Lying in a Rift Valley depression 1000m below Nairobi, Lake Magadi is a vast shallow pool of soda (sodium carbonate), a sludge of alkaline water and crystal trona deposits, and one of the hottest places in the country. Magadi is also the second-largest source of soda in the world, after the Salton Sea in the USA. At Magadi, the Magadi Soda Company – formerly an ICI business, now owned by the Indian company Tata – operates the very model of a company town, on a barren spit of land jutting out across the multicoloured soda. The company’s investment here is guaranteed – hot springs gush out of the earth’s crust to provide an inexhaustible supply of briney water for evaporation. Everything you see, apart from the homes of a few Maasai on the shore, is owned and run by the corporation. You pass a company police barrier where you sign in and enter over a causeway, past surreal pink salt ponds, often flocked by flamingos. Now on company territory, a sign advises visitors that “it is dangerous to walk across the lake surface”, just in case you were contemplating a stroll across the soda. Note that some of the company police are touchy about you taking photos of the factory installations. Despite this, the atmosphere here, somewhat surprisingly because of the nature of the work and harshness of the environment, is relaxed and welcoming. By comparison with the rest of Kenya, the company pays its 700 staff high wages, starting at around Ksh20,000 per month; people tend to get drunk a lot, and staff accommodation and many services are free.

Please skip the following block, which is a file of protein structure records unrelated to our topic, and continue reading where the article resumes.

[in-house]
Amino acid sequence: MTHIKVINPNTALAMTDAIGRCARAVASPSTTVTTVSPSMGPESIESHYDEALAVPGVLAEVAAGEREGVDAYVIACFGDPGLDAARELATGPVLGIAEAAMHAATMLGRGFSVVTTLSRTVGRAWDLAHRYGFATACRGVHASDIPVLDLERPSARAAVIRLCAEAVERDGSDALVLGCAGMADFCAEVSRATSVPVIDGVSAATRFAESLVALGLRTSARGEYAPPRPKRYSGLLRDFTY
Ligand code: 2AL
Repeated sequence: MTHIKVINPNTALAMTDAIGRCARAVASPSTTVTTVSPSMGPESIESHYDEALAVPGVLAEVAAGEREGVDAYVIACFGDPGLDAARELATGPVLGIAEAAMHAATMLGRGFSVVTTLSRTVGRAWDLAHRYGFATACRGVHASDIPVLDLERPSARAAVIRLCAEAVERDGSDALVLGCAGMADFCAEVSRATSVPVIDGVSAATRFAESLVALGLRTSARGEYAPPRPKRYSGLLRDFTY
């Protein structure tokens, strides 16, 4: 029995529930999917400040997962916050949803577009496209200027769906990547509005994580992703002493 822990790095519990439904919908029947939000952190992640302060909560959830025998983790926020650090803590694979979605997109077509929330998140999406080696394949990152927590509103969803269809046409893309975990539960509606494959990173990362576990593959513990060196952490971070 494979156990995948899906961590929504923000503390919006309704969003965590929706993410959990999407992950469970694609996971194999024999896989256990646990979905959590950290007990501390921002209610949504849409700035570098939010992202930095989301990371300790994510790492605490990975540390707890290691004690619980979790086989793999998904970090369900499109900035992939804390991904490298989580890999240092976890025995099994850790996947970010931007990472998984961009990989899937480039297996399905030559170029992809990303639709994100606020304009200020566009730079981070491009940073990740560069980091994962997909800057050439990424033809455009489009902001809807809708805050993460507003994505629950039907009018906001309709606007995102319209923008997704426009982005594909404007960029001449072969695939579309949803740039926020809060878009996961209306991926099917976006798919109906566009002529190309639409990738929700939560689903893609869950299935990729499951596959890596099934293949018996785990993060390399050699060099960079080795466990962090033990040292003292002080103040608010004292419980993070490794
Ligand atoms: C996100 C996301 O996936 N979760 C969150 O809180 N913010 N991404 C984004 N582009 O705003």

Many visitors come to Magadi specifically for its birdlife. There’s a wealth of avifauna here, including, usually, large numbers of flamingos at the southern end of the lake. At this end, there are also freshwater swamps, which attract many species.